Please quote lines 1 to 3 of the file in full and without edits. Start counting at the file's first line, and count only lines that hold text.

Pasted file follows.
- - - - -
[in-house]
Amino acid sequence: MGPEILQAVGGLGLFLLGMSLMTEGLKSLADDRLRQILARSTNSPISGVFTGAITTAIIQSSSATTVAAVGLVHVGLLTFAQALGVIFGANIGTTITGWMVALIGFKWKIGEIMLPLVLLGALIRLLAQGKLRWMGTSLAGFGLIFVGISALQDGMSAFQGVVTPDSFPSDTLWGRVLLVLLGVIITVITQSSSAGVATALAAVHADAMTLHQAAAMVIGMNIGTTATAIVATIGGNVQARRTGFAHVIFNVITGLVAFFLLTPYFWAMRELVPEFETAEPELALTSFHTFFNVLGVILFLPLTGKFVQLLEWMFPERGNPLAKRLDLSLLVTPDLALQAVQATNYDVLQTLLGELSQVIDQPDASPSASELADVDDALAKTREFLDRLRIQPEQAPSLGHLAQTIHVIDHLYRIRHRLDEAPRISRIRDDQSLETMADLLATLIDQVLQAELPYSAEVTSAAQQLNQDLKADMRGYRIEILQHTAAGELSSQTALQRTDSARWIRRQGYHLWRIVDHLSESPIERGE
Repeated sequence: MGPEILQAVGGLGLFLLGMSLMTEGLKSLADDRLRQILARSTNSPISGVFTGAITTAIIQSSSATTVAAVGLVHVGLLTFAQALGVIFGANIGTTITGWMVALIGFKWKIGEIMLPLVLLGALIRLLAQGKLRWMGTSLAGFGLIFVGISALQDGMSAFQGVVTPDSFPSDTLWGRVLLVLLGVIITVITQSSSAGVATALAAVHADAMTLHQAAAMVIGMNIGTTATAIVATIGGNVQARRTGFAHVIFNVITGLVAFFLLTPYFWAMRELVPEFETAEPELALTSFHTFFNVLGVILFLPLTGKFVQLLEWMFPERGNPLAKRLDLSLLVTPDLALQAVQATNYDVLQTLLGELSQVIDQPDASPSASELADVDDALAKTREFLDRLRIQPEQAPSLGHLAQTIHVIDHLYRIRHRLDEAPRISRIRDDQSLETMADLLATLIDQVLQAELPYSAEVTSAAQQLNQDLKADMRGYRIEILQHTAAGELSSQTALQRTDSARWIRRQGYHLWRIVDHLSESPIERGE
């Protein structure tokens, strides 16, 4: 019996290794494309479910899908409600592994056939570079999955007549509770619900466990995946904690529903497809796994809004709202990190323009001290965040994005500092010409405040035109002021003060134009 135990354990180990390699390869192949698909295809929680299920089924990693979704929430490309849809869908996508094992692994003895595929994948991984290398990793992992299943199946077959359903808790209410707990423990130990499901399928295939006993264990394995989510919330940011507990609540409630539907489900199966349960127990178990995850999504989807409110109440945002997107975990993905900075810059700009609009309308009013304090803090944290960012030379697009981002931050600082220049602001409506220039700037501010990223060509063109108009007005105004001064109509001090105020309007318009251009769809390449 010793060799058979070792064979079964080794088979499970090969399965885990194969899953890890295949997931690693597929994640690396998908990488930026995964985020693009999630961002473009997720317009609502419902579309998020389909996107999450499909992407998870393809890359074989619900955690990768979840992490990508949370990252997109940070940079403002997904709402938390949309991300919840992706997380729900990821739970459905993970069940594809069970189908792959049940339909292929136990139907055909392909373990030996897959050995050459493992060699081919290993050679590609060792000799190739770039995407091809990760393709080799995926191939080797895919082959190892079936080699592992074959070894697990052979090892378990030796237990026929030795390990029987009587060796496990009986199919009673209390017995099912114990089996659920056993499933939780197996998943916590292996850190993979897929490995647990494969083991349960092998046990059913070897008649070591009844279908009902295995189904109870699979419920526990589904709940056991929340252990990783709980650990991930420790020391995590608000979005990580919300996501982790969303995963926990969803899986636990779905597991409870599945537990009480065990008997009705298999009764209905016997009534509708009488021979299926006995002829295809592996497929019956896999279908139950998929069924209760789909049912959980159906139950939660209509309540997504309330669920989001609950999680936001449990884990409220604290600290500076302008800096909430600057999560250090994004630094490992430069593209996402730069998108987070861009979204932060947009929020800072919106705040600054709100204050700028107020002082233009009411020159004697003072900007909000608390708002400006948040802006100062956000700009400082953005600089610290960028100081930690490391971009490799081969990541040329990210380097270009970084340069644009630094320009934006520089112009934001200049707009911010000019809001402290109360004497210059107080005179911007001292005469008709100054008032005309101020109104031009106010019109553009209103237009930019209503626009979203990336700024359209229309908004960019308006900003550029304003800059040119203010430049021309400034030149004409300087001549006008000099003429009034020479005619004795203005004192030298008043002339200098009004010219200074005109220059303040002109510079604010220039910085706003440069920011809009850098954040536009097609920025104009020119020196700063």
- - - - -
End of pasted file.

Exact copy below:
[in-house]
Amino acid sequence: MGPEILQAVGGLGLFLLGMSLMTEGLKSLADDRLRQILARSTNSPISGVFTGAITTAIIQSSSATTVAAVGLVHVGLLTFAQALGVIFGANIGTTITGWMVALIGFKWKIGEIMLPLVLLGALIRLLAQGKLRWMGTSLAGFGLIFVGISALQDGMSAFQGVVTPDSFPSDTLWGRVLLVLLGVIITVITQSSSAGVATALAAVHADAMTLHQAAAMVIGMNIGTTATAIVATIGGNVQARRTGFAHVIFNVITGLVAFFLLTPYFWAMRELVPEFETAEPELALTSFHTFFNVLGVILFLPLTGKFVQLLEWMFPERGNPLAKRLDLSLLVTPDLALQAVQATNYDVLQTLLGELSQVIDQPDASPSASELADVDDALAKTREFLDRLRIQPEQAPSLGHLAQTIHVIDHLYRIRHRLDEAPRISRIRDDQSLETMADLLATLIDQVLQAELPYSAEVTSAAQQLNQDLKADMRGYRIEILQHTAAGELSSQTALQRTDSARWIRRQGYHLWRIVDHLSESPIERGE
Repeated sequence: MGPEILQAVGGLGLFLLGMSLMTEGLKSLADDRLRQILARSTNSPISGVFTGAITTAIIQSSSATTVAAVGLVHVGLLTFAQALGVIFGANIGTTITGWMVALIGFKWKIGEIMLPLVLLGALIRLLAQGKLRWMGTSLAGFGLIFVGISALQDGMSAFQGVVTPDSFPSDTLWGRVLLVLLGVIITVITQSSSAGVATALAAVHADAMTLHQAAAMVIGMNIGTTATAIVATIGGNVQARRTGFAHVIFNVITGLVAFFLLTPYFWAMRELVPEFETAEPELALTSFHTFFNVLGVILFLPLTGKFVQLLEWMFPERGNPLAKRLDLSLLVTPDLALQAVQATNYDVLQTLLGELSQVIDQPDASPSASELADVDDALAKTREFLDRLRIQPEQAPSLGHLAQTIHVIDHLYRIRHRLDEAPRISRIRDDQSLETMADLLATLIDQVLQAELPYSAEVTSAAQQLNQDLKADMRGYRIEILQHTAAGELSSQTALQRTDSARWIRRQGYHLWRIVDHLSESPIERGE